Sage Backstrom (SageofAges@AOL.COM)
Sun, 14 Sep 1997 20:21:01 -0400
In a message dated 9/15/1997 6:08:49 AM, phbrown@CAPACCESS.ORG (Paul H.
>> and the case of the son of a single mom? or the dad who is not of physical
>> stature to hold his son aloft? How do they fit into the "not hazing"
>How does having a substitute for a father make the activity "hazing?"
I realize that this point arguing this with you is not a productive endeavor.
Many times individuals reluctantly cling to things that are wrong "because
it is tradition, it is the way we always do things etc."
>> Please what will you say when a child is dropped? What will this teach in
>> years to come? Is the slamming of wings into military members barechest
>> same as learning to ride a bike or roller blade? Is being encouraged to
>> consume alcohol in excessive quantities as a "provisional" member of a
>> letter organization an acceptable risk?
>And who has advocated these activities as part of the scout experience?
I do not advocate these activities as a part of the scout experience. My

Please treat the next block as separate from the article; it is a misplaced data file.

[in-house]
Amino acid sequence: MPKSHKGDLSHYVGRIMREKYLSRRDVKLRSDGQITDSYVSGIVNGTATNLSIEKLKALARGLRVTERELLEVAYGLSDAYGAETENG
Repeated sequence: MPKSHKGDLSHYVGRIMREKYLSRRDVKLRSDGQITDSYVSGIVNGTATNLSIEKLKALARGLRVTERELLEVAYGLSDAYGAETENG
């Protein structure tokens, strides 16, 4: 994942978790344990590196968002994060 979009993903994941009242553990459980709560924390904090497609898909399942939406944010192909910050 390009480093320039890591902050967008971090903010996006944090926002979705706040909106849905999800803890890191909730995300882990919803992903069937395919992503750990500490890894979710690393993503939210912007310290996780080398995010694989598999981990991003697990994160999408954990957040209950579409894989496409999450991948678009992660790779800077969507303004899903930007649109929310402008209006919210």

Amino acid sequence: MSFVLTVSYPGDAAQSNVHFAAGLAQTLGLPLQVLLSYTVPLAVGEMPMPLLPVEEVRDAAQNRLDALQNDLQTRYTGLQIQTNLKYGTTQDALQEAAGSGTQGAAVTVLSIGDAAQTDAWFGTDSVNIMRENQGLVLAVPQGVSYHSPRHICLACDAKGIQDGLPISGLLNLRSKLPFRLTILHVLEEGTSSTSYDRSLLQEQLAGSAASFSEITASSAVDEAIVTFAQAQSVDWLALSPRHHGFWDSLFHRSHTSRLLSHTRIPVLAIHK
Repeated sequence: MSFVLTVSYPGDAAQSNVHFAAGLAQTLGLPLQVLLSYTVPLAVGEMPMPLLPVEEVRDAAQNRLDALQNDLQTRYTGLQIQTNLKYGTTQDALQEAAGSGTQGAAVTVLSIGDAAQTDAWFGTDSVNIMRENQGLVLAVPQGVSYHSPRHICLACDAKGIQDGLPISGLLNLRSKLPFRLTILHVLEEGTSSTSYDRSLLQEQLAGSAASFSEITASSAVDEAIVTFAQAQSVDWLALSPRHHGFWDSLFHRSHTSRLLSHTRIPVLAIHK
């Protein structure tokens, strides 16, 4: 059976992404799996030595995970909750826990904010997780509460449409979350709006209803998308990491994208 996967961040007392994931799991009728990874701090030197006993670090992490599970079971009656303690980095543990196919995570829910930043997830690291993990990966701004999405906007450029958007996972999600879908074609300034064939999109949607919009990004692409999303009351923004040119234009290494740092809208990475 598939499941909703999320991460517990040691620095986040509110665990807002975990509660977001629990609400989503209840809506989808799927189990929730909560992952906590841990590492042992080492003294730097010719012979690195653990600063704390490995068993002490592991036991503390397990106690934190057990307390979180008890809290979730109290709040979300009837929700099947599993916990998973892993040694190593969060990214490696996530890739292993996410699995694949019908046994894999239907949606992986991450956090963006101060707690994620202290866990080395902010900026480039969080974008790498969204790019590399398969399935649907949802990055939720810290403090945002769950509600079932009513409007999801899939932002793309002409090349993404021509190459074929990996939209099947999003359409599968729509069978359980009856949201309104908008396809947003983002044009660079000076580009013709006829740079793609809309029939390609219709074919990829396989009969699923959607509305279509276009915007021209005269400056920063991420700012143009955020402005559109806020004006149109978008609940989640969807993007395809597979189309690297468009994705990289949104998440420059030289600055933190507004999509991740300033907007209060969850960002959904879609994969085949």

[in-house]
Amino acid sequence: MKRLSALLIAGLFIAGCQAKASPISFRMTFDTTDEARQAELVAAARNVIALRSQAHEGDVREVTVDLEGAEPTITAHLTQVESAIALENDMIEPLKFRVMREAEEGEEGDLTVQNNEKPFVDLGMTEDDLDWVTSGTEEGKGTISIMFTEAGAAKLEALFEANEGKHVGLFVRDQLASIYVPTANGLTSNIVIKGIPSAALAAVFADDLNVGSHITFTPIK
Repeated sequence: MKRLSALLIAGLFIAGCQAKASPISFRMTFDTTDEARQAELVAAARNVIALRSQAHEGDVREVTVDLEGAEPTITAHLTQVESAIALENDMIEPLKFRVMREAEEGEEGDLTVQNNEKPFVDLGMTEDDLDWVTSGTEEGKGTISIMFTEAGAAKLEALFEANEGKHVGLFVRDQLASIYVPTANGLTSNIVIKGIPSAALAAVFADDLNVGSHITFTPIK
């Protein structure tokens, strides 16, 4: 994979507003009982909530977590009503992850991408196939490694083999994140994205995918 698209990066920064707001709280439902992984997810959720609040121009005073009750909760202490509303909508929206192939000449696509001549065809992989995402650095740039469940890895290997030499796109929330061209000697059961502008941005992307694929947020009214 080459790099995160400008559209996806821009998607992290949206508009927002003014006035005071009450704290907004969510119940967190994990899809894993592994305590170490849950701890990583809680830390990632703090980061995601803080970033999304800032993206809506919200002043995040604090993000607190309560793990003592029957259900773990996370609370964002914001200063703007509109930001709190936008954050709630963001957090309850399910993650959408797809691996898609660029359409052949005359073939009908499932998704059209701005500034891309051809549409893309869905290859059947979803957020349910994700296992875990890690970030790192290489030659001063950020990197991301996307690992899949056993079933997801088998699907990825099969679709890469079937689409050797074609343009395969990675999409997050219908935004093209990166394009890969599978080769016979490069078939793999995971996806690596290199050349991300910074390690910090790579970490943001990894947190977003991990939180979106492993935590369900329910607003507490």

point was...what we teach NOW to these young men will be carried FURTHER into
their lives as they encounter other groups and practices. Many times each
new episode in life becomes "more grandious" than what was experienced
before. TEACHING HAZING IS WRONG needs to start when the FIRST enter
Scouting. The lesson taught now carries on in life...isn't that why we
advocate HONOR, TRUTH, LOYALTY and virtuous beliefs.
>> The activities that are embarrassing, demeaning, unnecessarily risky that
>> treated now as acceptable will only be built upon by these young people in
>> later years.
>And being held upside down is neither embarassing, demeaning, nor
I disagree with you. It is embarrassing, demeaning and EXTREMELY RISKY.
Terry Howerton Sakima Group, Inc. SCOUTER Magazine Kansas City